The Loss of Trust
Amid all the heated cross-currents of debate about the National Security Agency's massive surveillance program, there is a growing distrust of the Obama administration that makes weighing the costs and benefits of the NSA program itself hard to assess. The belated recognition of this administration's contempt for the truth, for the American people and for the Constitution of the United States, has been long overdue. But what if the NSA program has in fact thwarted terrorists and saved many American lives in ways that cannot be revealed publicly? Nothing is easier than saying that you still don't want your telephone records collected by the government. But the first time you have to collect the remains of your loved ones, after they have been killed by terrorists, telephone records can suddenly seem like a small price to pay to prevent such things. The millions of records of phone calls collected every day virtually guarantee that nobody has the time to listen to them all, even if NSA could get a judge to authorize listening to what is said in all these calls, instead of just keeping a record of who called whom.
The Real Scandal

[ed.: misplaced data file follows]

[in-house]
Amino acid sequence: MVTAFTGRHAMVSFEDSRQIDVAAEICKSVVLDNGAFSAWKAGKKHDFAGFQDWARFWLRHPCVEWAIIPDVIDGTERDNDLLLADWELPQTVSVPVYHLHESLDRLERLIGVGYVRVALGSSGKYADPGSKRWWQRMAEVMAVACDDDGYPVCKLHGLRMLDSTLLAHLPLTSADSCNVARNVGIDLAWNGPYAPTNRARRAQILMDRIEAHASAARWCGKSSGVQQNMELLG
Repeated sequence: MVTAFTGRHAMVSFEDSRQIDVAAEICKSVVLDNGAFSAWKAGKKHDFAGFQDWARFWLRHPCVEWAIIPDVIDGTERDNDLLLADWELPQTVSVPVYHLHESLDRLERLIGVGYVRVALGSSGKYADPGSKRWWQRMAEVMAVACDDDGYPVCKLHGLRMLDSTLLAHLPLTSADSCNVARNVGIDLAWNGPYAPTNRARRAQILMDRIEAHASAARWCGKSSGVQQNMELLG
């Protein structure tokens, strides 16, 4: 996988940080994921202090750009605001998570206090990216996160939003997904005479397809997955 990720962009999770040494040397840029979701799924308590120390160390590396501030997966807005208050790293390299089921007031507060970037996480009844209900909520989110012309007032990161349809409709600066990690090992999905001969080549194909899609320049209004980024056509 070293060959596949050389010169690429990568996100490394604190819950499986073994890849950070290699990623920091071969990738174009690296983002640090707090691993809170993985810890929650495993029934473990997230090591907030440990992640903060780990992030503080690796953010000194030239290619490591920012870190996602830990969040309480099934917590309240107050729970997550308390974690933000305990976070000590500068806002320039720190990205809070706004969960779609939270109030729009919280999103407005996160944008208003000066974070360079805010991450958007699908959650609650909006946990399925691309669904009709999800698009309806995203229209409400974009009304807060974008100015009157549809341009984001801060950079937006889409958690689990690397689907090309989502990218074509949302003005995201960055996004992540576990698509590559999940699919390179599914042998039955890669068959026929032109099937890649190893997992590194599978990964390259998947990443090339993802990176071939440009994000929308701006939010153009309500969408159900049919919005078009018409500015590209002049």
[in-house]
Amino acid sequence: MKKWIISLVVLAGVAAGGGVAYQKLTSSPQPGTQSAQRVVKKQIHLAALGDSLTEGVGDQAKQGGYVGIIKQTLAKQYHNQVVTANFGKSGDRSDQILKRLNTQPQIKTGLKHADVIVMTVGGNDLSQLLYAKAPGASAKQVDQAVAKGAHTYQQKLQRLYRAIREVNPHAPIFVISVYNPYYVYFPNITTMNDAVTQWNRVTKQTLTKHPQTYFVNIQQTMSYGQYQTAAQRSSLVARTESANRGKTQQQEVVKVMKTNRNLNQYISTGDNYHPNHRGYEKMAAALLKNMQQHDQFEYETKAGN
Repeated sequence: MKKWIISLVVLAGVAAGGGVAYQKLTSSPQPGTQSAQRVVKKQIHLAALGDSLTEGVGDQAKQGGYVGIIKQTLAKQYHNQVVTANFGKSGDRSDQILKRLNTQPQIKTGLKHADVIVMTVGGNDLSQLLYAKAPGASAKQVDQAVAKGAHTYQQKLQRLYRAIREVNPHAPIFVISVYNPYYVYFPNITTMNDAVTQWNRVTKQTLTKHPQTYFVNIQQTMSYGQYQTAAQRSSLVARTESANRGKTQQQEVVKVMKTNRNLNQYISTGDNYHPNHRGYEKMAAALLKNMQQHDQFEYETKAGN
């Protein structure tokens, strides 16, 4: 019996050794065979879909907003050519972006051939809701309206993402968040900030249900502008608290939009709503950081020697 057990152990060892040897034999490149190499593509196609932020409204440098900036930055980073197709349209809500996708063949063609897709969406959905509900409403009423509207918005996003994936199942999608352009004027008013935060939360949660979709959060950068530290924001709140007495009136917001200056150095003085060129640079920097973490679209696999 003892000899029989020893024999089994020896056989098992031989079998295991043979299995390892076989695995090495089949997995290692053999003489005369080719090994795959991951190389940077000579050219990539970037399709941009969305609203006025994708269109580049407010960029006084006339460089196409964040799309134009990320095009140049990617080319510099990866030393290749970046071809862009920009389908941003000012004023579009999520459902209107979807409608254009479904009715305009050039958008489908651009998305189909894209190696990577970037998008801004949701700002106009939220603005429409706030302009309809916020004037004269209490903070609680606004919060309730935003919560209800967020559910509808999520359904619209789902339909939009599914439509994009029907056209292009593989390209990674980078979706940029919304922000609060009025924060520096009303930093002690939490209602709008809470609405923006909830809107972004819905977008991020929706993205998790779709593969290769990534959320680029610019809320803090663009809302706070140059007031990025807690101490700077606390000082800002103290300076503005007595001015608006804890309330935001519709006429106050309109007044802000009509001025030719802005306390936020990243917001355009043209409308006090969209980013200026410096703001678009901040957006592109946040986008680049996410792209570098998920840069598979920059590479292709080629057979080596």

One of the more bizarre aspects of the current deluge of Washington scandals is that their very numbers permit President Barack Obama to finesse and continue to play a role as No. 1 Observer and chief political fundraiser. The almost weekly additions to news of the Administration's dereliction of duty and corruption diffuse public concern and deflect the critics including the Republicans (with what appears poor staff work). There is no zeroing in on one of the particular substantial targets to maximize the political effect. It would take, indeed, a Solomon to distinguish which one scandal is of more serious concern for the wellbeing and adequate functioning of The Republic. All threaten the trust and confidence in a limited government once inherent in the traditional and unique American constitutional system. Would it be the incompetence of the Bureau of Alcohol, Firearms, and Tobacco – the name no more anachronistic than its operations apparently – which so bungled an effort to track Mexican drug cartel weaponry that it ended up supplying guns for the murderer of American agents? Or would it be a State Department security apparatus so politicized by the (maybe) 2016 candidate for president that it neglected to prepare in chaotic Libya for an attack on the anniversary of 9/11?